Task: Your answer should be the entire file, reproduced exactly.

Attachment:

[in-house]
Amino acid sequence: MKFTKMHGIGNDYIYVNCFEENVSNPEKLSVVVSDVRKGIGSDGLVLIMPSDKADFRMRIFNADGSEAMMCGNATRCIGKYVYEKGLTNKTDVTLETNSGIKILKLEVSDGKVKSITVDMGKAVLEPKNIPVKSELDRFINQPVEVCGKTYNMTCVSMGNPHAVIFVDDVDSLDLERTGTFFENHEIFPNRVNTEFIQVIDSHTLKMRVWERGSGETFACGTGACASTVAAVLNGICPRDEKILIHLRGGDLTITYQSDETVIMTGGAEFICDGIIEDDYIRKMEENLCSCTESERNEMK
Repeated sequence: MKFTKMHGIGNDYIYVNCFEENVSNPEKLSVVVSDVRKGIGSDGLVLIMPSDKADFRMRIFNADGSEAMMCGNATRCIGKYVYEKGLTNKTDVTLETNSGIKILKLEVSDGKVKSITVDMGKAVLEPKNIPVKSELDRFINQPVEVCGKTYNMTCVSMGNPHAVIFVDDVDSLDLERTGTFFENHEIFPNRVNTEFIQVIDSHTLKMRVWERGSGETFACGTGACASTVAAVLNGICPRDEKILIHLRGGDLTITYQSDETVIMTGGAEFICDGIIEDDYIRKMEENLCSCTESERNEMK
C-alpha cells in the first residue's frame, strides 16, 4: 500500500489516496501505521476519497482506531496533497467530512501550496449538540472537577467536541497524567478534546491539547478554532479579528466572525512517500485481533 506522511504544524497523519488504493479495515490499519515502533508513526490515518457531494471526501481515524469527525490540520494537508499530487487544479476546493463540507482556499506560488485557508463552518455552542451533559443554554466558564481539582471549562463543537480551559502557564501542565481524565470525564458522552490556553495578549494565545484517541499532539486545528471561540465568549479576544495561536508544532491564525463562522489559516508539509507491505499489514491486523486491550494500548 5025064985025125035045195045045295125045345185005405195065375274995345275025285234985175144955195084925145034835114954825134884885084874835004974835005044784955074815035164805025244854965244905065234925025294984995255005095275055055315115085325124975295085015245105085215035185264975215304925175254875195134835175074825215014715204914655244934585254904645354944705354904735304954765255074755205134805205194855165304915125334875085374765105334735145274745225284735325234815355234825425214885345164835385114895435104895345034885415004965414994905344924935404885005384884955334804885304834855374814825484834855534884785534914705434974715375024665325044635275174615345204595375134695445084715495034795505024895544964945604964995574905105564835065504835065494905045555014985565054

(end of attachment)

[in-house]
Amino acid sequence: MKFTKMHGIGNDYIYVNCFEENVSNPEKLSVVVSDVRKGIGSDGLVLIMPSDKADFRMRIFNADGSEAMMCGNATRCIGKYVYEKGLTNKTDVTLETNSGIKILKLEVSDGKVKSITVDMGKAVLEPKNIPVKSELDRFINQPVEVCGKTYNMTCVSMGNPHAVIFVDDVDSLDLERTGTFFENHEIFPNRVNTEFIQVIDSHTLKMRVWERGSGETFACGTGACASTVAAVLNGICPRDEKILIHLRGGDLTITYQSDETVIMTGGAEFICDGIIEDDYIRKMEENLCSCTESERNEMK
Repeated sequence: MKFTKMHGIGNDYIYVNCFEENVSNPEKLSVVVSDVRKGIGSDGLVLIMPSDKADFRMRIFNADGSEAMMCGNATRCIGKYVYEKGLTNKTDVTLETNSGIKILKLEVSDGKVKSITVDMGKAVLEPKNIPVKSELDRFINQPVEVCGKTYNMTCVSMGNPHAVIFVDDVDSLDLERTGTFFENHEIFPNRVNTEFIQVIDSHTLKMRVWERGSGETFACGTGACASTVAAVLNGICPRDEKILIHLRGGDLTITYQSDETVIMTGGAEFICDGIIEDDYIRKMEENLCSCTESERNEMK
C-alpha cells in the first residue's frame, strides 16, 4: 500500500489516496501505521476519497482506531496533497467530512501550496449538540472537577467536541497524567478534546491539547478554532479579528466572525512517500485481533 506522511504544524497523519488504493479495515490499519515502533508513526490515518457531494471526501481515524469527525490540520494537508499530487487544479476546493463540507482556499506560488485557508463552518455552542451533559443554554466558564481539582471549562463543537480551559502557564501542565481524565470525564458522552490556553495578549494565545484517541499532539486545528471561540465568549479576544495561536508544532491564525463562522489559516508539509507491505499489514491486523486491550494500548 5025064985025125035045195045045295125045345185005405195065375274995345275025285234985175144955195084925145034835114954825134884885084874835004974835005044784955074815035164805025244854965244905065234925025294984995255005095275055055315115085325124975295085015245105085215035185264975215304925175254875195134835175074825215014715204914655244934585254904645354944705354904735304954765255074755205134805205194855165304915125334875085374765105334735145274745225284735325234815355234825425214885345164835385114895435104895345034885415004965414994905344924935404885005384884955334804885304834855374814825484834855534884785534914705434974715375024665325044635275174615345204595375134695445084715495034795505024895544964945604964995574905105564835065504835065494905045555014985565054